Published June 25, 2007
Lindberg died Sunday at Fairview Southdale hospital in the Minneapolis suburb of Edina, said John Pose, director of the Morris Nilsen Funeral Home in Richfield, which is handling Lindberg's funeral.
Lindberg spent decades explaining that it was his patrol, not the one captured in the famous photograph by Abe Rosenthal, that raised the first flag over the island.
In the late morning of Feb. 23, 1945, Lindberg fired his flame-thrower into enemy pillboxes at the base of Mount Suribachi and then joined five other Marines fighting their way to the top. He was awarded the Silver Star for bravery.
"Two of our men found this big, long pipe there," he said in an interview with The Associated Press in 2003. "We tied the flag to it, took it to the highest spot we could find and we raised it.
"Down below, the troops started to cheer, the ship's whistles went off, it was just something that you would never forget," he said. "It didn't last too long, because the enemy started coming out of the caves."
The moment was captured by Sgt. Lou Lowery, a photographer from the Corps' Leatherneck magazine, but three of the six men never saw his photos. They were among the 5,931 Marines killed on the island.
Lindberg's patrol was back in combat, crawling through the black volcanic rock of the island, when a group of five Marines and a Navy hospital corpsman raised a second, larger flag about four hours later. By Lindberg's account, his commander ordered the first flag replaced and safeguarded because he worried it would be taken by someone as a souvenir.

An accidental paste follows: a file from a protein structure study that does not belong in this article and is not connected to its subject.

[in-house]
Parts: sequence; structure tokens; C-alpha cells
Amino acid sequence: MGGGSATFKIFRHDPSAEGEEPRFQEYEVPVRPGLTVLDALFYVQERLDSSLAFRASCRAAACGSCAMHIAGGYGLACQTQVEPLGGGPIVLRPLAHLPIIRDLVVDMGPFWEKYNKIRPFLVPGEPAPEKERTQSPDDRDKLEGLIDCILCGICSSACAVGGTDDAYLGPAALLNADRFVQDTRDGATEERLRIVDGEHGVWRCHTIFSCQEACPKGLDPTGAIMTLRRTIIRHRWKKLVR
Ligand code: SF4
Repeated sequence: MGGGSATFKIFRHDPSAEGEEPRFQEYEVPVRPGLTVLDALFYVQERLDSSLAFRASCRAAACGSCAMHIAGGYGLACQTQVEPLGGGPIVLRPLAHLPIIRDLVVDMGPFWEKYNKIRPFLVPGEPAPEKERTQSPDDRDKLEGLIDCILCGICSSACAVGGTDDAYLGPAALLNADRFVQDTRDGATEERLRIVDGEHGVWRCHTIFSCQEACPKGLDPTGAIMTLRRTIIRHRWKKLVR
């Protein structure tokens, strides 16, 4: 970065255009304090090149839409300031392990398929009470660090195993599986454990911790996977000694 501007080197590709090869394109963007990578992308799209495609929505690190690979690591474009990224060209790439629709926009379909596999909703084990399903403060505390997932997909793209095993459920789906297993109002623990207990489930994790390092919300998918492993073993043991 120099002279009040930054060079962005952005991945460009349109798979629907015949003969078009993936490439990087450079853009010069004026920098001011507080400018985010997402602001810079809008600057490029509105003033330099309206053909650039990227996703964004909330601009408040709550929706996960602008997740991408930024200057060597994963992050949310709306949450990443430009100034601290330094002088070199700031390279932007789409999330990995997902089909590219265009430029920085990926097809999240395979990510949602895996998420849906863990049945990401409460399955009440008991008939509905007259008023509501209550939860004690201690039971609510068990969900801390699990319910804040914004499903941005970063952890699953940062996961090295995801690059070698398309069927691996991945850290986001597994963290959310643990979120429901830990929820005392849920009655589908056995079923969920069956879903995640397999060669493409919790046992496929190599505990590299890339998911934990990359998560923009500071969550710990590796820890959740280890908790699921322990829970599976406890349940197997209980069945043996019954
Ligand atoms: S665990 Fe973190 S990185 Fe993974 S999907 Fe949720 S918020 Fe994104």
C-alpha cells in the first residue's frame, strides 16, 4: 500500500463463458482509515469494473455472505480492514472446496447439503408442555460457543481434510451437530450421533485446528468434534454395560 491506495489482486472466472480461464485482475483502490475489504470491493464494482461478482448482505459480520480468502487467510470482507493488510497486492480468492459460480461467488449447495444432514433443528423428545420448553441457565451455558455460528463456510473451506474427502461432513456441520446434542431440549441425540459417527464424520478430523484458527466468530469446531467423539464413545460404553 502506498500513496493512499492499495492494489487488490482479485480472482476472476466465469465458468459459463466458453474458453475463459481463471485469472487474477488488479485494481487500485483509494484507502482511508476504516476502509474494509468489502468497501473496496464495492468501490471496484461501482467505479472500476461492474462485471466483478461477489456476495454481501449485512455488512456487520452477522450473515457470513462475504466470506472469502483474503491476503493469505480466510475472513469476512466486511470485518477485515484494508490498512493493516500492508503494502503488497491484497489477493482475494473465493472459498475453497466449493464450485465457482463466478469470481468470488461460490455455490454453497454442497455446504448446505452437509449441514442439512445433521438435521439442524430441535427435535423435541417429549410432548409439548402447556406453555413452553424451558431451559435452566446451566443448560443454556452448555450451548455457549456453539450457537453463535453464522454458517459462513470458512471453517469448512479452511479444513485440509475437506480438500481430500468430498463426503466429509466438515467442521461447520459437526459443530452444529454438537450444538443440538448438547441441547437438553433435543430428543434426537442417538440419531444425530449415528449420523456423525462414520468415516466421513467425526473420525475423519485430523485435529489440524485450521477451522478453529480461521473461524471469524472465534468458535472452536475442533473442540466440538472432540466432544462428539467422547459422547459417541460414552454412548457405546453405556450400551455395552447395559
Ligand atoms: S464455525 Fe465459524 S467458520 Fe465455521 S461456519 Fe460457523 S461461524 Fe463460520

AP photographer Abe Rosenthal's photo of the second flag-raising became one of the most enduring images of the war and the model for the U.S. Marine Corps memorial in Washington.
Rosenthal always denied accusations that he staged the photo, and he never claimed it depicted the first raising of a flag over the island.
Lindberg was shot through the arm on March 1 and evacuated. He learned about the second flag-raising a week later while recovering from the wound, which earned him a Purple Heart.
After his discharge in January 1946, Lindberg -- no relation to Charles Lindbergh the aviator -- went home to Grand Forks, N.D. He moved to Richfield in 1951 and became an electrician.
No one, he said, believed him when he said he raised the first flag at Iwo Jima. "I was called a liar," he said.
Official recognition eluded him, too. In 1954, Lindberg was invited to Washington for the dedication of the Marine memorial; it carried the names of the second group of flag-raisers, but not the first.
He spent his final years trying to raise awareness of the first flag-raising, speaking to veterans groups and at schools. He sold autographed copies of Lowery's photos through catalogs.
Lindberg was part of a groundbreaking for the Honoring All Veterans memorial -- which include a bronze bust of the war hero -- in Richfield on Memorial Day and had recently been active in various war memorials around the state, said Travis Gorshe, who organized the Richfield event.
Gorshe, who said he worked with Lindberg on the memorial for the past two years, said Lindberg has been hospitalized since June 10.
A back room in his neat house was filled with souvenirs of the battle, including a huge mural based on one of Lowery's photos. Prints of the photos were kept handy for visitors, and Lindberg's Silver Star and Purple Heart were in little boxes on a side table.
The Minnesota Legislature passed a resolution in Lindberg's honor in 1995. His face appears on a huge mural in Long Prairie of the battle for Iwo Jima, and his likeness is etched into the black granite walls of Soldiers Field in Rochester.